Module 3 Who are the learners?

Last updated: May 6, 2021


Today’s adult learning environments are very much reflective of a multicultural society and this is particularly true when we consider the diversity of learners to be found in adult literacy classes. In this module, the aim is to explore with the participants the characteristics, learning styles and preferences of low-skilled and low-literacy adults that comprise the modern “classroom”. We will discuss  the challenges of teaching basic literacy in multicultural and diverse classrooms and open up the possibilities for the participants to share their experiences in terms of how they manage in this learning environment. Without delving too much into the role that technology can play in supporting language and literacy learning, it might be interesting here to begin to identify participants attitudes to the use of technology in the classroom particularly the use of personal mobile devices by learners.

Understanding who adult learners are is a very complex thing due to how varied and broad their backgrounds are. They vary in age, race, cultural background and even religion which affects each and every one of these learners in how they approach learning and their access to these literacies. As a trainer, being aware and sensitive to these disparities is key to get through and impact these learners positively.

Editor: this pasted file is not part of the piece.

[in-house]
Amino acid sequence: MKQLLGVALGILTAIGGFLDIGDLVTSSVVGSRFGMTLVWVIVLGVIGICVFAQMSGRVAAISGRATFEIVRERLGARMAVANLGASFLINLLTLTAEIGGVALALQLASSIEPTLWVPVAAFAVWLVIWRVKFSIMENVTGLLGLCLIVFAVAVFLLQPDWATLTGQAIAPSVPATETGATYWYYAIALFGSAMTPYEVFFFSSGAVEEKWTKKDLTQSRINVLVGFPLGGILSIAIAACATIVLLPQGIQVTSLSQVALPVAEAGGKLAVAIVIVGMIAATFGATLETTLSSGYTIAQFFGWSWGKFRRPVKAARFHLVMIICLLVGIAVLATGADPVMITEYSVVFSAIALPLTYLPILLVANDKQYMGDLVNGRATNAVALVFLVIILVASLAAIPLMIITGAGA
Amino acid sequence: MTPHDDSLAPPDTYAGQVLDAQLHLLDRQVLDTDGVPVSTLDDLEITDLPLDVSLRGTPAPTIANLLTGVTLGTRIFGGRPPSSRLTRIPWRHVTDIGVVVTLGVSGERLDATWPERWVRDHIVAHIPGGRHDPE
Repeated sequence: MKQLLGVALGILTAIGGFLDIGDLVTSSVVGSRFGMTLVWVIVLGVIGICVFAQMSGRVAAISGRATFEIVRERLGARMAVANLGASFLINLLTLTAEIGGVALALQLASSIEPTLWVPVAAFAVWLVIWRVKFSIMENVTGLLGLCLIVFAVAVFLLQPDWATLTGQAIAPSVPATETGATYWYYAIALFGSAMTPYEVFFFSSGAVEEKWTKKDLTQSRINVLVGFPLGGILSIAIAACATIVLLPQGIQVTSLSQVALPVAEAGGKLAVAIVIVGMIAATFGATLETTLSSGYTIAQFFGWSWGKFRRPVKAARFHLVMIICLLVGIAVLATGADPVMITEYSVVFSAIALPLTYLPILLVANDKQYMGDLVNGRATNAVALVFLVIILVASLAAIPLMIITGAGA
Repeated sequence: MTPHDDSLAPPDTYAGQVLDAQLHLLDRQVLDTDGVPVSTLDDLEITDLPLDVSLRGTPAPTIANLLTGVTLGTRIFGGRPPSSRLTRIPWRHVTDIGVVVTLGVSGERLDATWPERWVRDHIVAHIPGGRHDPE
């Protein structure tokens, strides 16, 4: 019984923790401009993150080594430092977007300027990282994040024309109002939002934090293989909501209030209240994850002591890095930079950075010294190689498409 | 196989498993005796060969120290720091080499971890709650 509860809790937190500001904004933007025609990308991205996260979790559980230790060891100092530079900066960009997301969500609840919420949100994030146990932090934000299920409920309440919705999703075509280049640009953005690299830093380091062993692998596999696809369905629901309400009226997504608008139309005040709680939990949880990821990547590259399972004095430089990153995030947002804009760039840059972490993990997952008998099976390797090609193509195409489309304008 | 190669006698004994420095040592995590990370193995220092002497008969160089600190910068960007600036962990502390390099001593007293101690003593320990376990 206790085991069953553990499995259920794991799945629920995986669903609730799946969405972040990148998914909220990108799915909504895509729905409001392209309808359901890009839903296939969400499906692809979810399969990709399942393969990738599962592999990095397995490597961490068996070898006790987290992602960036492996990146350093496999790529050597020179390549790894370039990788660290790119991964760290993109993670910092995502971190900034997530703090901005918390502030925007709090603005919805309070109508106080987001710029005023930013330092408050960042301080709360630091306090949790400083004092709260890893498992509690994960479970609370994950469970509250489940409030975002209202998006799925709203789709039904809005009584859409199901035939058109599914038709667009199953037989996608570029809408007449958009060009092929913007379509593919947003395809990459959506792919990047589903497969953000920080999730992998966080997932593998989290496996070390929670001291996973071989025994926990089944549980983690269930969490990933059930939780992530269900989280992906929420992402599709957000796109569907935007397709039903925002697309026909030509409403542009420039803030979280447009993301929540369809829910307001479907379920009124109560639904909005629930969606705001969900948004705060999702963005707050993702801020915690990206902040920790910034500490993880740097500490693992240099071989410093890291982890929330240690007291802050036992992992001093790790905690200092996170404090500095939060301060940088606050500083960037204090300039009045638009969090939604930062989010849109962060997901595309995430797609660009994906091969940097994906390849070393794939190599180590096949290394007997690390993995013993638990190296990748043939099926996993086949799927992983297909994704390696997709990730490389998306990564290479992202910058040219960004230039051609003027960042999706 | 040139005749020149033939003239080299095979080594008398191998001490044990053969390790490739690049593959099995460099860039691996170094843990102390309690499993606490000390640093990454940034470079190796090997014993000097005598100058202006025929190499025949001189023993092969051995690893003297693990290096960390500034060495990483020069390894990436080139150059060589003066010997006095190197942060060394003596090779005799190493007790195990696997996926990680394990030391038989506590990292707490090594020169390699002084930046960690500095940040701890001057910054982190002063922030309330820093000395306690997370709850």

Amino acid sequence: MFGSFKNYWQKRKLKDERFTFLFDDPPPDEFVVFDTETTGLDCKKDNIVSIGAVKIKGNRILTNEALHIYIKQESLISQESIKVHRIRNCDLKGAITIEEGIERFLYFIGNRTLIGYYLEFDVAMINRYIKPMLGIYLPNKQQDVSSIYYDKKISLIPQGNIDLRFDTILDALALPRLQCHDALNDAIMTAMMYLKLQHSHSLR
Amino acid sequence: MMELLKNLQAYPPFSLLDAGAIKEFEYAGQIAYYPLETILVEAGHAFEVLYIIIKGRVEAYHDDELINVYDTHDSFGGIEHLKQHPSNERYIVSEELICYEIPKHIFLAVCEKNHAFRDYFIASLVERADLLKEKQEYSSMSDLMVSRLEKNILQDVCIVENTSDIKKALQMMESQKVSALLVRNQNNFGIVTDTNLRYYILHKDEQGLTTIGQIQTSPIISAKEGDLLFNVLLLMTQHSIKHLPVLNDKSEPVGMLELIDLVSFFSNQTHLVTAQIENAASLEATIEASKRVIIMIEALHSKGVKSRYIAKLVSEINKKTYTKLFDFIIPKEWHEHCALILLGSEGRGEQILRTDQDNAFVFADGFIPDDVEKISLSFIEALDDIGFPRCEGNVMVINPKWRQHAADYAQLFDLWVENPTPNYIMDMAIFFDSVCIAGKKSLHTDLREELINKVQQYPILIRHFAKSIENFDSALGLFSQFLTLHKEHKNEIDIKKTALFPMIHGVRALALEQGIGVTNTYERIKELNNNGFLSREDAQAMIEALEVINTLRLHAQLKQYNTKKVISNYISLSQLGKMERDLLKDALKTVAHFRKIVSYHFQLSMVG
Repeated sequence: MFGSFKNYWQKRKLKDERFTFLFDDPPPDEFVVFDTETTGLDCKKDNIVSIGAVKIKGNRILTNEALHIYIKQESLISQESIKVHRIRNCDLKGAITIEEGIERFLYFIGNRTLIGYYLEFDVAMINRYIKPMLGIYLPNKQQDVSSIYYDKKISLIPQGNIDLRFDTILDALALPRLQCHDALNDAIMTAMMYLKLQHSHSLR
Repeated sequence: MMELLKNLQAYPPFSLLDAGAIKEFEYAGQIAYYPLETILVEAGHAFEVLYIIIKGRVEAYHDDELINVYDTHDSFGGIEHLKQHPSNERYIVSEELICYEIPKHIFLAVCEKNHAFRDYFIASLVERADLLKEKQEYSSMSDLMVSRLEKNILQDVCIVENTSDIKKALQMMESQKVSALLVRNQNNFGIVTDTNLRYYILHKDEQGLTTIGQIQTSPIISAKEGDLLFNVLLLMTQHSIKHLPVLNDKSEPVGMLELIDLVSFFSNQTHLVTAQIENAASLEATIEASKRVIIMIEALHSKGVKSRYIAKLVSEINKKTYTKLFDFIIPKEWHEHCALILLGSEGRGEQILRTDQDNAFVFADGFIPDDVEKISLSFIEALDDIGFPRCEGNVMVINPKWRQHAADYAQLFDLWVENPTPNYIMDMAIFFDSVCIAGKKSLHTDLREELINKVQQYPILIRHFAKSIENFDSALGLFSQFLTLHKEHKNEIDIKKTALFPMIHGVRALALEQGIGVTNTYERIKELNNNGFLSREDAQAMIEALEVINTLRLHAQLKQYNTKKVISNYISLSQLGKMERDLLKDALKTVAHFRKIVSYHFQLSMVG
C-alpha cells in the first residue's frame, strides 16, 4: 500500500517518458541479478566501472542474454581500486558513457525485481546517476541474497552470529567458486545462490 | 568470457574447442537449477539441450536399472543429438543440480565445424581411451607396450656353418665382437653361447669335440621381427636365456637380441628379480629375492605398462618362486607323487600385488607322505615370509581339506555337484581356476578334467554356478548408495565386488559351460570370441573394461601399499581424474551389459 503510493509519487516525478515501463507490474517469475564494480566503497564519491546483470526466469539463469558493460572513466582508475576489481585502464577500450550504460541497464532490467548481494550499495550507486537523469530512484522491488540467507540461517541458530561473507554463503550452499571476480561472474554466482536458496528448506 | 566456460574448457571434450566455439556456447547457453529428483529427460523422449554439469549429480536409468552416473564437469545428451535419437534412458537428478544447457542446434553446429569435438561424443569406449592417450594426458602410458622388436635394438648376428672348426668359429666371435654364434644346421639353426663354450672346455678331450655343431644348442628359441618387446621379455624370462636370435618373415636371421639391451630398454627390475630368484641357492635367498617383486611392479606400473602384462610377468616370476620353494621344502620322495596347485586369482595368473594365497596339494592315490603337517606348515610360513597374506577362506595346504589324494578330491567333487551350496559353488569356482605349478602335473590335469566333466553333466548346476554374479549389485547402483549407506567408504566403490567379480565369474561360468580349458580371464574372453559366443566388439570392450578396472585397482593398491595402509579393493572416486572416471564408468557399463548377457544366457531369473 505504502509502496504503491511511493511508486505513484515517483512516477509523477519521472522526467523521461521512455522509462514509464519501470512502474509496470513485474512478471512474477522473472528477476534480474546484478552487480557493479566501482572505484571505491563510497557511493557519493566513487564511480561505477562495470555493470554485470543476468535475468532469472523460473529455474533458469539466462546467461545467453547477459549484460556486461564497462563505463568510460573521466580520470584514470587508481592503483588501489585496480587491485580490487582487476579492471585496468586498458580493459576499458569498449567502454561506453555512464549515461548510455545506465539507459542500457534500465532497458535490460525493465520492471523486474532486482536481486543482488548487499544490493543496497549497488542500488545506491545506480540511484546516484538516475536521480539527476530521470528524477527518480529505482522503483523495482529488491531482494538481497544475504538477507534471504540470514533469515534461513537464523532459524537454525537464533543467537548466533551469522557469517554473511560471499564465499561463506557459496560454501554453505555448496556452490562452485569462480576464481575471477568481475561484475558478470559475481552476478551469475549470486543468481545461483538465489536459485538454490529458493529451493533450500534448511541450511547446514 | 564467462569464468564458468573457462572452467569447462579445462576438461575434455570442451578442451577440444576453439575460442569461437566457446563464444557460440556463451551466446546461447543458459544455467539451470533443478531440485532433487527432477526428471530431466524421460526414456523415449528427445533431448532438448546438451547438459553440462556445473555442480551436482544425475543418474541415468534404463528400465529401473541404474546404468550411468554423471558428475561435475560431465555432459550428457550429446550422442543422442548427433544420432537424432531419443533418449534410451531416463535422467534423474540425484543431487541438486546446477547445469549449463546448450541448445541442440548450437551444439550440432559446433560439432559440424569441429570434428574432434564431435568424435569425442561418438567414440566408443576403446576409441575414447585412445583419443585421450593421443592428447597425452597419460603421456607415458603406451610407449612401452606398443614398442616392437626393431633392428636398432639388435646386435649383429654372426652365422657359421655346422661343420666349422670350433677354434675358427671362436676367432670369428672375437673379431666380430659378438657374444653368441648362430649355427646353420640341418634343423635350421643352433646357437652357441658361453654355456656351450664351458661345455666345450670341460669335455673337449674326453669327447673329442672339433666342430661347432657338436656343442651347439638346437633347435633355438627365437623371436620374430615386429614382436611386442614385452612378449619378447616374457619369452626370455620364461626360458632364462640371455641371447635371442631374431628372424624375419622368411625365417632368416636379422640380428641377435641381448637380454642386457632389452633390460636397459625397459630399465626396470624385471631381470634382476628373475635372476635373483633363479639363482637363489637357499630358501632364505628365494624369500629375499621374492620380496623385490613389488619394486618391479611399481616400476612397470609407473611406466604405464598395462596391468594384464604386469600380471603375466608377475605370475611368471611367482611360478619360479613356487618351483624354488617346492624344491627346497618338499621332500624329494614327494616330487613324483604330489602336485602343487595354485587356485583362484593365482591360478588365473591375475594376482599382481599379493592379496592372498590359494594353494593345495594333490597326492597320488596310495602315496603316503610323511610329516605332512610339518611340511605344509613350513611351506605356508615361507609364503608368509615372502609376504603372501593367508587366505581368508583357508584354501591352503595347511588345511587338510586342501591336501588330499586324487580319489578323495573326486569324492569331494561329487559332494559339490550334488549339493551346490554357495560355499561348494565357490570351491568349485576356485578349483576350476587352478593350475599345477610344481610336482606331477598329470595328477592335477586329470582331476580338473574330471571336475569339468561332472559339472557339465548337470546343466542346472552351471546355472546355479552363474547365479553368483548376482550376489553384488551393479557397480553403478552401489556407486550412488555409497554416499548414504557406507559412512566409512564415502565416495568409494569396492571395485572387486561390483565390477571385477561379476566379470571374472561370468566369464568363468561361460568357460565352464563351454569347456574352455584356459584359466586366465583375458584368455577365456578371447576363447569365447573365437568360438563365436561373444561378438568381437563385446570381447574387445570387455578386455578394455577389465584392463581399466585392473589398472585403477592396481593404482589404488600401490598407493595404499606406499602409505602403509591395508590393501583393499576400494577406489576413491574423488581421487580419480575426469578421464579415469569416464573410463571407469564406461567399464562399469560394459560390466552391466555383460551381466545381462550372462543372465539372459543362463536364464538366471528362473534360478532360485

The European Comission has published examples of inspirational practices for tomorrow’s inclusive digital world where adult learners into society and is described as one of the main priorities for the future decade. It highlights the need for more training of these learners in order to promote a democratic participation in society. Especificallyto digital literacy training, this module will consider the following target groups within the adult population for diverse reasons(why) in similar contents(what) but with different approaches(how): elder people, adult migrants, adults with disabilities and adults at risk of social exclusion.


Digital literacy trainers, new digital skills for trainers, teaching digital tools


Understanding adult learners might just be the key to a successful learning environment. If we, as trainers, can understand why and what these learners are experiencing and where this trainings and adapting need to have these basic digital skills comes from, the subsequent training, and adaptation to different scenarios will be easier. ICT will increase the opportunities of adult learners to access training and learning, participate in community of interest and find jobs.